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Recommended variation: asteroids/missile
Our high score: 14650/11219
1 player 

Switchblade II
Grade: B
Publisher: Gremlin Graphics (1992)
Posted: 2013/4/10

screenshotThis is a respectable side-scroller along the lines of Ninja Gaiden (NES, 1989). You control a futuristic warrior who leaps between platforms while shooting robots and slashing them at close range. Your switchblade is very effective, and special weapons like lasers and missiles can be purchased at storefronts. Keep in mind that just because you have a weapon doesn't mean you can use it - you'll need to find or purchase ammo first.

Switchblade II is pretty easy thanks to slow-moving enemies, ample health, rapid-fire shooting, and your ability to leap higher than Blake Griffin. The title screen features some nice Asian-inspired music, but the game itself is played in relative silence, with only the sound of your pattering footsteps.

The concrete platforms of the first stage are hopelessly generic, but later stages offer more variety as you trek through underground passages (with cheap traps) and scale a mountain with doorways leading to not-so-secret rooms. There are even a few bosses to spice things up.

I love how our hero replenishes his energy by chowing down on plump hot dogs and juicy hamburgers. I've seen the future, and it looks delicious. Switchblade II isn't a particularly memorable romp, but it packs enough entertainment value to hold your attention. © Copyright 2013 The Video Game Critic.

Our high score: CJS 23,640
1 player 

Todd's Adventures in Slime World
Grade: F-
Publisher: Atari (1990)
Posted: 2024/3/24

screenshotTodd's Adventures in Slime World tries to be like Metroid (NES, 1986) but this game sucks monkey balls. It's a torturous side-scroller with perhaps the most uninteresting premise ever. You're a guy in a blue suit exploring endless generic caves dripping with deadly green slime.

Todd is an unlikeable blonde-haired dork equipped with a weapon that fires goo. Atari tried to make him look bad-ass on the cover, but in the game he's just an uncoordinated nerd. Watching him spurt white goo all over the place is borderline obscene. Mystique could have converted this into an adult game without changing a thing.

Several selectable adventures are available, each more frustrating than the last. The easy mission is a slog. There's too much stuff to collect including the utterly pointless "slime gems". Going through the motions of picking each one up is so tiresome, I just ignore them. Occasionally you'll encounter flying bugs or worms. Fortunately your firepower is quite good and most enemies explode on contact.

Choose one of the more advanced adventures and you're in for a world of hurt. Todd latches onto every wall, even if it's covered with green slime. Enemies enter the fray from out of nowhere, often crowding you into a corner before you have a chance to aim. There are endless continues but you'll find yourself praying for a "game over" screen.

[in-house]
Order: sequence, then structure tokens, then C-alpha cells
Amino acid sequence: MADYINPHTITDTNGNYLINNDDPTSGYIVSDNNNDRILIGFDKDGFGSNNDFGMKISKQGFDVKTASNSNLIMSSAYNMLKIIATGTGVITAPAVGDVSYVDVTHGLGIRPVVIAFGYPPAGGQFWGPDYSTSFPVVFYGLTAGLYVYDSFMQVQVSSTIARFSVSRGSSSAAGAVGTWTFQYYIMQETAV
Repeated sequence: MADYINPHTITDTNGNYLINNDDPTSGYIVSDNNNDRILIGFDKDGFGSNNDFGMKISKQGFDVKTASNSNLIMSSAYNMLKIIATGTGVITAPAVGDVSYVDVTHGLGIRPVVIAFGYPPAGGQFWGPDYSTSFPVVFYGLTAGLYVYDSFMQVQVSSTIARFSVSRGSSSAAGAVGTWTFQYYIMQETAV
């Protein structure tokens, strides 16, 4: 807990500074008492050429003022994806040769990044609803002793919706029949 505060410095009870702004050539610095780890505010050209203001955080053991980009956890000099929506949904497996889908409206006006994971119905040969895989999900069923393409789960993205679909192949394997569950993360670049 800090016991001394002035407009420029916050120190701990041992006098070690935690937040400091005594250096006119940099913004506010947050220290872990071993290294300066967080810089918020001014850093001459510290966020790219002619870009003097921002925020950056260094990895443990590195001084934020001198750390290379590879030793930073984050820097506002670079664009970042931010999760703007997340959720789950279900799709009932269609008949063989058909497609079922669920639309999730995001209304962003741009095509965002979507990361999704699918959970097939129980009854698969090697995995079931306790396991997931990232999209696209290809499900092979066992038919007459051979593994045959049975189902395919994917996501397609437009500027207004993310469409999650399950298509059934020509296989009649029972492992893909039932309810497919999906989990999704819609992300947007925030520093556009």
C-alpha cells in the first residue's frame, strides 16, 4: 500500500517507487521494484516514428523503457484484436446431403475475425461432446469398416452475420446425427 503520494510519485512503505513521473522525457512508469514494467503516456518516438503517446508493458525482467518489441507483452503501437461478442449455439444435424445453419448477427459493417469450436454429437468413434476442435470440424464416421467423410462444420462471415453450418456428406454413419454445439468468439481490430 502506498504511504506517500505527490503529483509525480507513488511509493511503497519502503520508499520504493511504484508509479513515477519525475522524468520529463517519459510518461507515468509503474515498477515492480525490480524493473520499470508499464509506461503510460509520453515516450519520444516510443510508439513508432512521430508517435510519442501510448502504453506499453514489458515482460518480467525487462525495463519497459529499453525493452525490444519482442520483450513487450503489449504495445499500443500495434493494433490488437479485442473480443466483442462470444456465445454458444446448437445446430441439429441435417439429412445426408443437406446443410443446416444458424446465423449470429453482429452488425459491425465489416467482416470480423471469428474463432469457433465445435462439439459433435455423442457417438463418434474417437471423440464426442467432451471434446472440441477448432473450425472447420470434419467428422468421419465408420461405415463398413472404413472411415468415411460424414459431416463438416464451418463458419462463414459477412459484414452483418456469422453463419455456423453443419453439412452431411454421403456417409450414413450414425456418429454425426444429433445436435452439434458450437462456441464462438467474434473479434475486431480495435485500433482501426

The user interface is a mess. Pressing the "option one" button toggles text on the top of the screen like computer map, slime shield, score, and "pop". It took me a while to figure out you need to press "option two" to activate these modes. That's because this button is terribly unresponsive, taking a few seconds to register.

The main menu includes a "how to play" option with extensive directions, but why isn't this information in the instruction manual? Oh, that's because 16 of the 18 pages are dedicated to Todd's "journal entries" detailing his boring back story!

The music is Casio keyboard quality, and what are all those obnoxious sound effects? It's the sound of Todd dying, as he's constantly subjected to unseen drips. A life meter would be nice. Todd in Slime World was apparently designed for up to eight players (via Comlynx), but I can't imagine how that could possibly work. Isn't one miserable bastard enough? Of course, I'm referring to myself. © Copyright 2024 The Video Game Critic.

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Our high score: 1,829,100
1 to 8 players 

Grade: A-
Publisher: Atari (1992)
Posted: 2012/3/23

screenshotIf you're looking for a quality platformer for the Lynx, this is the game for you! Toki is an adorable monkey with the ability to spit pellets in a rapid-fire fashion. Any monkey with that kind of talent will always be in high demand in the video game industry. Toki can also duck, jump, and climb vines.

The only catch is that he moves a little slowly. Toki's rapid-spitting ability is effective, especially since you can aim in any direction (including diagonally). You'll need every bit of firepower you can muster because enemies absorb several hits before they go down.

You'll face a random assortment of creatures including trolls, birds, spiders, and ghosts. When defeated most drop coins that are worth big points. The graphics are first-rate. You'll see a lot of bright tropical scenery and dense jungle with thick vegetation growing over stone ruins. Unfortunately the small projectiles fired by enemies tend to blend into the rich backgrounds, so you need to keep an eye out.

The difficulty is fair (read: easy) and several continues are available. The high score is displayed at the top of the screen so you'll always have something to shoot for. I even like the zany soundtrack! Toki for the Lynx is an excellent game that's a heck of a lot more fun than its Genesis counterpart. Go monkey! It's your birthday! Go monkey! © Copyright 2012 The Video Game Critic.

Our high score: 51,000
1 player 

Turbo Sub
Grade: C+
Publisher: Atari (1991)
Posted: 2017/7/25

screenshotI immediately recognized Turbo Sub as a distant cousin of Subroc (Colecovision, 1983), another intriguing first-person shooter set at sea. The action begins as you rapidly glide across a shimmering water surface. Targeting flying saucers in the sky is easy thanks to the handy reticule. To avoid incoming missiles you just rotate until they are out of view, a move that isn't nearly effective in real life. You can dive below the surface but you'll see nothing but bubbles and coral. That's because you're not supposed to dive until the game tells you to!